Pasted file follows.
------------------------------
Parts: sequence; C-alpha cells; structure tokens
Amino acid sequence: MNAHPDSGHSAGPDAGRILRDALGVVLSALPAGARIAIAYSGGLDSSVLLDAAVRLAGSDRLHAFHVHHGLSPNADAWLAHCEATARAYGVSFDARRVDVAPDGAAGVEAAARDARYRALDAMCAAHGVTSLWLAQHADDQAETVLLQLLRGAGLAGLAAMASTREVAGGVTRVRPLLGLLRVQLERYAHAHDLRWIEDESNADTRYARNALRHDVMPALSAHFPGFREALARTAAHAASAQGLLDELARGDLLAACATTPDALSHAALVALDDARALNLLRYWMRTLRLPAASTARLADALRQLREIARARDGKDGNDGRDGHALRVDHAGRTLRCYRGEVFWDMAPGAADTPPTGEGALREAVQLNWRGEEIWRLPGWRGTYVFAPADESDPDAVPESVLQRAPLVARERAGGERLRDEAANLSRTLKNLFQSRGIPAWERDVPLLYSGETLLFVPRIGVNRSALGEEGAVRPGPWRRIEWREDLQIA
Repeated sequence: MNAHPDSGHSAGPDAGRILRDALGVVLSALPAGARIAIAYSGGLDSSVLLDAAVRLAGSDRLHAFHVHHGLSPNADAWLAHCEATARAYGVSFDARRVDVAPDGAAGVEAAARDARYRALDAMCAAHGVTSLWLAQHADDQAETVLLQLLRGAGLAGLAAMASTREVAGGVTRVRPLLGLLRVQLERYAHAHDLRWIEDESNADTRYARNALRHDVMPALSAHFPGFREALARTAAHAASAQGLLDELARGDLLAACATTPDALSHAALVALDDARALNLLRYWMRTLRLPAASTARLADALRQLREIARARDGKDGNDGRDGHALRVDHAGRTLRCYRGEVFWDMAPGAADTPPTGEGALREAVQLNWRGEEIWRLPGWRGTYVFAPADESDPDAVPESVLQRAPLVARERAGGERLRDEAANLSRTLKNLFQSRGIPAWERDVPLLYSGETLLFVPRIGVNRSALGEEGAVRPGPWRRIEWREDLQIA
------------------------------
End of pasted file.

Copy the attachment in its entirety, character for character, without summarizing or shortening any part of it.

Parts: sequence; C-alpha cells; structure tokens
Amino acid sequence: MNAHPDSGHSAGPDAGRILRDALGVVLSALPAGARIAIAYSGGLDSSVLLDAAVRLAGSDRLHAFHVHHGLSPNADAWLAHCEATARAYGVSFDARRVDVAPDGAAGVEAAARDARYRALDAMCAAHGVTSLWLAQHADDQAETVLLQLLRGAGLAGLAAMASTREVAGGVTRVRPLLGLLRVQLERYAHAHDLRWIEDESNADTRYARNALRHDVMPALSAHFPGFREALARTAAHAASAQGLLDELARGDLLAACATTPDALSHAALVALDDARALNLLRYWMRTLRLPAASTARLADALRQLREIARARDGKDGNDGRDGHALRVDHAGRTLRCYRGEVFWDMAPGAADTPPTGEGALREAVQLNWRGEEIWRLPGWRGTYVFAPADESDPDAVPESVLQRAPLVARERAGGERLRDEAANLSRTLKNLFQSRGIPAWERDVPLLYSGETLLFVPRIGVNRSALGEEGAVRPGPWRRIEWREDLQIA
Repeated sequence: MNAHPDSGHSAGPDAGRILRDALGVVLSALPAGARIAIAYSGGLDSSVLLDAAVRLAGSDRLHAFHVHHGLSPNADAWLAHCEATARAYGVSFDARRVDVAPDGAAGVEAAARDARYRALDAMCAAHGVTSLWLAQHADDQAETVLLQLLRGAGLAGLAAMASTREVAGGVTRVRPLLGLLRVQLERYAHAHDLRWIEDESNADTRYARNALRHDVMPALSAHFPGFREALARTAAHAASAQGLLDELARGDLLAACATTPDALSHAALVALDDARALNLLRYWMRTLRLPAASTARLADALRQLREIARARDGKDGNDGRDGHALRVDHAGRTLRCYRGEVFWDMAPGAADTPPTGEGALREAVQLNWRGEEIWRLPGWRGTYVFAPADESDPDAVPESVLQRAPLVARERAGGERLRDEAANLSRTLKNLFQSRGIPAWERDVPLLYSGETLLFVPRIGVNRSALGEEGAVRPGPWRRIEWREDLQIA